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Pyometra occurs in unsprayed female cats and dogs when hormones cause the uterine lining to thicken and form cysts, creating an ideal breeding ground for bacteria that ascend from the vagina, and resulting in a potentially life-threatening infection. Symptoms include general malaise and, in some cases, a foul vaginal discharge. Emergency surgical removal of the uterus and ovaries is typically considered the best treatment.
Pyometra is a severe bacterial infection of the uterus that can be potentially life threatening.
When a pet is in heat, the dominant hormone affecting the uterus is estrogen. At the end of the heat cycle, estrogen levels drop and progesterone (another hormone) levels rise. Over the course of several heat cycles, progesterone can cause changes in the uterine lining, such as thickened tissue and cysts. This creates the ideal environment for bacteria to flourish.
Pyometra occurs when bacteria ascend from the vagina into the uterus and multiply. The body attempts to fight off the infection by sending white blood cells to the uterus, which creates the fluid buildup.
Pyometra is described as being “open” or “closed.” With “open” pyometra, the cervix (the portion of the uterus that connects with the vagina) is open. The fluid that forms in the uterus as a result of the infection can drain through the vagina out of the body.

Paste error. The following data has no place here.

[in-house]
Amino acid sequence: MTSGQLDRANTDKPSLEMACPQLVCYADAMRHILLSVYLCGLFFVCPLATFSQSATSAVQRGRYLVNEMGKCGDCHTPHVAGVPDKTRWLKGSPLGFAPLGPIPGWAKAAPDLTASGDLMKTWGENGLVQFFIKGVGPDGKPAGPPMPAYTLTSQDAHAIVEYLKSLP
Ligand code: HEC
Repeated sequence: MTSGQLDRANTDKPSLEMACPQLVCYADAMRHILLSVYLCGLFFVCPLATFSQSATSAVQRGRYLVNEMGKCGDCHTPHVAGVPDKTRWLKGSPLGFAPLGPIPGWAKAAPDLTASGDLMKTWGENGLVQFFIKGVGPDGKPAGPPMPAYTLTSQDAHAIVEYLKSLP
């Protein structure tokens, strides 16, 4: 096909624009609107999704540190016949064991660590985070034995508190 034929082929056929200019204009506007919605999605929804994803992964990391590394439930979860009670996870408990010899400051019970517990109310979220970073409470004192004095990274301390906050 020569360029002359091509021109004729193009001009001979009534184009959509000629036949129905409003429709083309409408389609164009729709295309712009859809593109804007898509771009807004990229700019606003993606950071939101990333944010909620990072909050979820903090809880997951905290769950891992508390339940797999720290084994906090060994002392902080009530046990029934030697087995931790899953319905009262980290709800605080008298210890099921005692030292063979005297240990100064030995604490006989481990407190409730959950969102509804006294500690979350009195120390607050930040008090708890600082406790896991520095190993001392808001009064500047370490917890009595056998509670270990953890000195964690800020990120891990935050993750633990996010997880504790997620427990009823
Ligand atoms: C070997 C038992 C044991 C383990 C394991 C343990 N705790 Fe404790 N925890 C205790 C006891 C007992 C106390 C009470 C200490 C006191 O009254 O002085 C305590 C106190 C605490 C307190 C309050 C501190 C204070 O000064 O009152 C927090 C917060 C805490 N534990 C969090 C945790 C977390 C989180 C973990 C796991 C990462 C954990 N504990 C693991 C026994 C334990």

When the cervix is closed, as in “closed” pyometra, the fluid in the uterus cannot drain through the vagina, so it builds up, stretching the uterine walls and potentially rupturing the organ. If this occurs, the infection spreads to the abdomen (peritonitis) and possibly into the bloodstream (septicemia), leading to shock and, often, death.
The condition is most common in older, unspayed female dogs that have never had a litter, but it can occur in any female dog or cat that has not been spayed. In dogs, pyometra is most likely to happen in the first few weeks to months after a heat cycle.
Treatment with estrogen for other conditions (such as ending an unwanted pregnancy) can also predispose a pet to pyometra. Because of this potential side effect, this practice has fallen out of favor in the past few years.
There is no known breed predisposition for pyometra.
Pets that have open pyometra may have a foul-smelling white, yellow, or blood-tinged discharge from the vagina. Otherwise, the signs can be somewhat vague, such as:
Your veterinarian will most likely recommend bloodwork and abdominal radiographs (X-rays) to visualize the uterus. Occasionally, an abdominal ultrasound may be needed to get a better view of the uterus. If your pet has a vaginal discharge, your veterinarian may examine the discharge under a microscope for signs of infection.
Surgical removal of the uterus and ovaries is the best treatment for pyometra. In most cases, this is an emergency surgery that must be performed before the uterus ruptures or the infection spreads to other parts of the body. Because it is a more complicated surgery than a typical spay in a healthy animal, it will most likely be more expensive. The pet may also need intravenous fluids and antibiotics.
If the pet is a valuable breeding animal, and she has open pyometra, it may be possible to administer special hormones to shrink the uterus back to size and avoid surgery. However, these medications can have serious side effects, and the risk of pyometra recurring is high.
Early spaying of female pets prevents pyometra.
This article has been reviewed by a Veterinarian.
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